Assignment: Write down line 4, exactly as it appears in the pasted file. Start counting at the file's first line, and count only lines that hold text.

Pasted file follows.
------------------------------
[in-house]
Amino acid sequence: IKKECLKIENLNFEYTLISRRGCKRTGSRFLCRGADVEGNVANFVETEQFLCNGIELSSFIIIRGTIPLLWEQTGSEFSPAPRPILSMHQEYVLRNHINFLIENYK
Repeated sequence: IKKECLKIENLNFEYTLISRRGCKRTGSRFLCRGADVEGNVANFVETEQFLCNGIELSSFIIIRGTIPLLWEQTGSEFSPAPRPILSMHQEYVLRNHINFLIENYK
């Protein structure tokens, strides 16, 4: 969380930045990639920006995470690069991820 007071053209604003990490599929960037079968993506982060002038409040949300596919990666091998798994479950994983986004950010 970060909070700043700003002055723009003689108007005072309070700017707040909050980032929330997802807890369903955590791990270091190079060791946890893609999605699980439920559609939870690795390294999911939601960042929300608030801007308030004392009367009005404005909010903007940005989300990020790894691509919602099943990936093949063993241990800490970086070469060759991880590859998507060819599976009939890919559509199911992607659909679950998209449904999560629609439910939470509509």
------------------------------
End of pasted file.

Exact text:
């Protein structure tokens, strides 16, 4: 969380930045990639920006995470690069991820 007071053209604003990490599929960037079968993506982060002038409040949300596919990666091998798994479950994983986004950010 970060909070700043700003002055723009003689108007005072309070700017707040909050980032929330997802807890369903955590791990270091190079060791946890893609999605699980439920559609939870690795390294999911939601960042929300608030801007308030004392009367009005404005909010903007940005989300990020790894691509919602099943990936093949063993241990800490970086070469060759991880590859998507060819599976009939890919559509199911992607659909679950998209449904999560629609439910939470509509």